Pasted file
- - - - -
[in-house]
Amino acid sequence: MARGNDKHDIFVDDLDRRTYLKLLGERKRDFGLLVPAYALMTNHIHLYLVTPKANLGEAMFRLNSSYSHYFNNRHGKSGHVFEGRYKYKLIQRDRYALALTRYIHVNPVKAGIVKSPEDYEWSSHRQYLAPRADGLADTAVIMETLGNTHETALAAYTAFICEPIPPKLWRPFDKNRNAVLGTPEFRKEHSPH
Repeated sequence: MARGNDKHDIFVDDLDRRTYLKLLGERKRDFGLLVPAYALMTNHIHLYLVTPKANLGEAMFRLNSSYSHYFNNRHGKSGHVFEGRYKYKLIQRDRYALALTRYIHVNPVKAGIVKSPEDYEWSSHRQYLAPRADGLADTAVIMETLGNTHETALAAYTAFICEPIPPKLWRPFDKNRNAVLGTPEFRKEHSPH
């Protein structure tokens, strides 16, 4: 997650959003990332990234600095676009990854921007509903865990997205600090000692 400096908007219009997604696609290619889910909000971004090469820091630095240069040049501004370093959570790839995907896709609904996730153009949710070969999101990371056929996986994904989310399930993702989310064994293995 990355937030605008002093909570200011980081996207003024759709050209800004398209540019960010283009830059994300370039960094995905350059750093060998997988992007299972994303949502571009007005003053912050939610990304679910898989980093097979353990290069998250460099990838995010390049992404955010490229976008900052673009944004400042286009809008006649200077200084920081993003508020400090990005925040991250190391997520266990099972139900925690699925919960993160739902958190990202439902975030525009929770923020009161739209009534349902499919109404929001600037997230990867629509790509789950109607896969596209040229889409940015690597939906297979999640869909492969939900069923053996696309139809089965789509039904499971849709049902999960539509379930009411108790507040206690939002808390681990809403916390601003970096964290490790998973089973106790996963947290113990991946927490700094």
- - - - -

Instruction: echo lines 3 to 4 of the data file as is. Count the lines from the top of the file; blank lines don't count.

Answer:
Repeated sequence: MARGNDKHDIFVDDLDRRTYLKLLGERKRDFGLLVPAYALMTNHIHLYLVTPKANLGEAMFRLNSSYSHYFNNRHGKSGHVFEGRYKYKLIQRDRYALALTRYIHVNPVKAGIVKSPEDYEWSSHRQYLAPRADGLADTAVIMETLGNTHETALAAYTAFICEPIPPKLWRPFDKNRNAVLGTPEFRKEHSPH
């Protein structure tokens, strides 16, 4: 997650959003990332990234600095676009990854921007509903865990997205600090000692 400096908007219009997604696609290619889910909000971004090469820091630095240069040049501004370093959570790839995907896709609904996730153009949710070969999101990371056929996986994904989310399930993702989310064994293995 990355937030605008002093909570200011980081996207003024759709050209800004398209540019960010283009830059994300370039960094995905350059750093060998997988992007299972994303949502571009007005003053912050939610990304679910898989980093097979353990290069998250460099990838995010390049992404955010490229976008900052673009944004400042286009809008006649200077200084920081993003508020400090990005925040991250190391997520266990099972139900925690699925919960993160739902958190990202439902975030525009929770923020009161739209009534349902499919109404929001600037997230990867629509790509789950109607896969596209040229889409940015690597939906297979999640869909492969939900069923053996696309139809089965789509039904499971849709049902999960539509379930009411108790507040206690939002808390681990809403916390601003970096964290490790998973089973106790996963947290113990991946927490700094």